How Emacs Processes Errors

When an error is signaled, signal searches for an active handler for the error. A handler is a sequence of Lisp expressions designated to be executed if an error happens in part of the Lisp program. If the error has an applicable handler, the handler is executed, and control resumes following the handler. The handler executes in the environment of the condition-case that established it; all functions called within that condition-case have already been exited, and the handler cannot return to them.

If there is no applicable handler for the error, it terminates the current command and returns control to the editor command loop. (The command loop has an implicit handler for all kinds of errors.) The command loop’s handler uses the error symbol and associated data to print an error message. You can use the variable command-error-function to control how this is done:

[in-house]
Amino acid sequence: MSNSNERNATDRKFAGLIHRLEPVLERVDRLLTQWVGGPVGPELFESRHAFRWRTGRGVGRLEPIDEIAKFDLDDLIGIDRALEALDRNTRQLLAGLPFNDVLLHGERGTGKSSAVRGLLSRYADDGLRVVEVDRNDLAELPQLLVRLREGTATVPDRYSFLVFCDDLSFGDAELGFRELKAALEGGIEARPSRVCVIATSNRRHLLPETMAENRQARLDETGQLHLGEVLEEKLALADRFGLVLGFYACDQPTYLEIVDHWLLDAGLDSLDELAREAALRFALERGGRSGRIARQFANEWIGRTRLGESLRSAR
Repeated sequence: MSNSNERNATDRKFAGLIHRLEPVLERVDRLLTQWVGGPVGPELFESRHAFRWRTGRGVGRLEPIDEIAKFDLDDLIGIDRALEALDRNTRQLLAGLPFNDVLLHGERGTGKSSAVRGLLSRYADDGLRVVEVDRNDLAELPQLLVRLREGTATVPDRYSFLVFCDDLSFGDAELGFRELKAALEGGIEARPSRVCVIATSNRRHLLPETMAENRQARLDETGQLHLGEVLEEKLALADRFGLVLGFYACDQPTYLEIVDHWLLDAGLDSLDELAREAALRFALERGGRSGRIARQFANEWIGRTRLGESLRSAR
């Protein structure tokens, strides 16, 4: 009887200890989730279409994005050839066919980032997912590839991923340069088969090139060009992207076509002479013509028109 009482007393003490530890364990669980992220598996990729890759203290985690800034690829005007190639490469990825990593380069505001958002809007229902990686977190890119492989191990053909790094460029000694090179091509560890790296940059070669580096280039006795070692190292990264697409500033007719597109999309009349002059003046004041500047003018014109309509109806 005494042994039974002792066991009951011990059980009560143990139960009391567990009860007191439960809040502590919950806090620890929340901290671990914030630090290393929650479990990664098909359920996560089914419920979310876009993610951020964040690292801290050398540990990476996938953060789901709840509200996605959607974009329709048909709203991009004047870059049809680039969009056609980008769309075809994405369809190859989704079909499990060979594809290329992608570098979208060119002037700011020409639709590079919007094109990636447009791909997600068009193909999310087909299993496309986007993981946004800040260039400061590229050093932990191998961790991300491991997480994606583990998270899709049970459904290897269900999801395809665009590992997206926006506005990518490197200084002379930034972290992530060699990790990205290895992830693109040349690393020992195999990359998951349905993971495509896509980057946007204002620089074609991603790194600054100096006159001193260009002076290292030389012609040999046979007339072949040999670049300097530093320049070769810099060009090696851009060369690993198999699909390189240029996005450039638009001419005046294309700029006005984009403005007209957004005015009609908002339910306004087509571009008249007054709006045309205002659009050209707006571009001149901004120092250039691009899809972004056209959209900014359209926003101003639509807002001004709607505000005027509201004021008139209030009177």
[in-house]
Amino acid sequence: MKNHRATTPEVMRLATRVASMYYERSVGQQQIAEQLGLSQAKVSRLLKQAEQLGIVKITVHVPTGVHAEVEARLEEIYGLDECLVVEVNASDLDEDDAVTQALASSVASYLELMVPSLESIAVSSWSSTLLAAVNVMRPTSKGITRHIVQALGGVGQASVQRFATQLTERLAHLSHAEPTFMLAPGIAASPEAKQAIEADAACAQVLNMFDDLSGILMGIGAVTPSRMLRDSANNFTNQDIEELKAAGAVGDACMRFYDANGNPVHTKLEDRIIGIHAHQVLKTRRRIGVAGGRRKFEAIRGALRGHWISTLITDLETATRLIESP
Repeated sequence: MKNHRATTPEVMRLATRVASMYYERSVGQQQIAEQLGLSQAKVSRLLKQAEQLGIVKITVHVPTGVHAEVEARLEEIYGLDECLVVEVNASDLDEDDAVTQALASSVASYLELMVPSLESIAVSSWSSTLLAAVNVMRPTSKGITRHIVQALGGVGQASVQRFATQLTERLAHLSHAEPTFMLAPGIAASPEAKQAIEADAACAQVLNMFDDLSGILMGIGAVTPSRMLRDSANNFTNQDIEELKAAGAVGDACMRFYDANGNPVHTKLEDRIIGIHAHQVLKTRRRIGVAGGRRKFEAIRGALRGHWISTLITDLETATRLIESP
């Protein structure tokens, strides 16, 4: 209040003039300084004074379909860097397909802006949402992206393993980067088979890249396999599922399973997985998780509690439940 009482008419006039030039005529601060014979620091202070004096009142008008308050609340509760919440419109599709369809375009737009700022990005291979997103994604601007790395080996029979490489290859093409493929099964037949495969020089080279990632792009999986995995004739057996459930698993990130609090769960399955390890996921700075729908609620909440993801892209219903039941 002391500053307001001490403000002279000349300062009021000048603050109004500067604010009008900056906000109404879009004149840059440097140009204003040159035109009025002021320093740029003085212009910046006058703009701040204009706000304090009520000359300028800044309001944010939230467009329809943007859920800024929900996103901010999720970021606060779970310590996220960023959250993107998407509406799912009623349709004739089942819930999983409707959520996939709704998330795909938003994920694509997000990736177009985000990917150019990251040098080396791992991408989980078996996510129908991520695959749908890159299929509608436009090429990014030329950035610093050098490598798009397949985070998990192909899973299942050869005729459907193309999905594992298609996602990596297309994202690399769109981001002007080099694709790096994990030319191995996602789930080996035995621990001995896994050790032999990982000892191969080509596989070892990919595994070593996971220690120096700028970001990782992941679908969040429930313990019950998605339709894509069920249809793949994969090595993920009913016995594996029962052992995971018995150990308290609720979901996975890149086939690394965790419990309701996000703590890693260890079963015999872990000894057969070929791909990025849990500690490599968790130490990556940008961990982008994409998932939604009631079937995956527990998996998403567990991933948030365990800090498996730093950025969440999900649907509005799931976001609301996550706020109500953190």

Variable: command-error-function

This variable, if non-nil, specifies a function to use to handle errors that return control to the Emacs command loop. The function should take three arguments: data, a list of the same form that condition-case would bind to its variable; context, a string describing the situation in which the error occurred, or (more often) nil; and caller, the Lisp function which called the primitive that signaled the error.

An error that has no explicit handler may call the Lisp debugger (see Invoking the Debugger). The debugger is enabled if the variable debug-on-error (see Entering the Debugger on an Error) is non-nil. Unlike error handlers, the debugger runs in the environment of the error, so that you can examine values of variables precisely as they were at the time of the error. In batch mode (see Batch Mode), the Emacs process then normally exits with a non-zero exit status.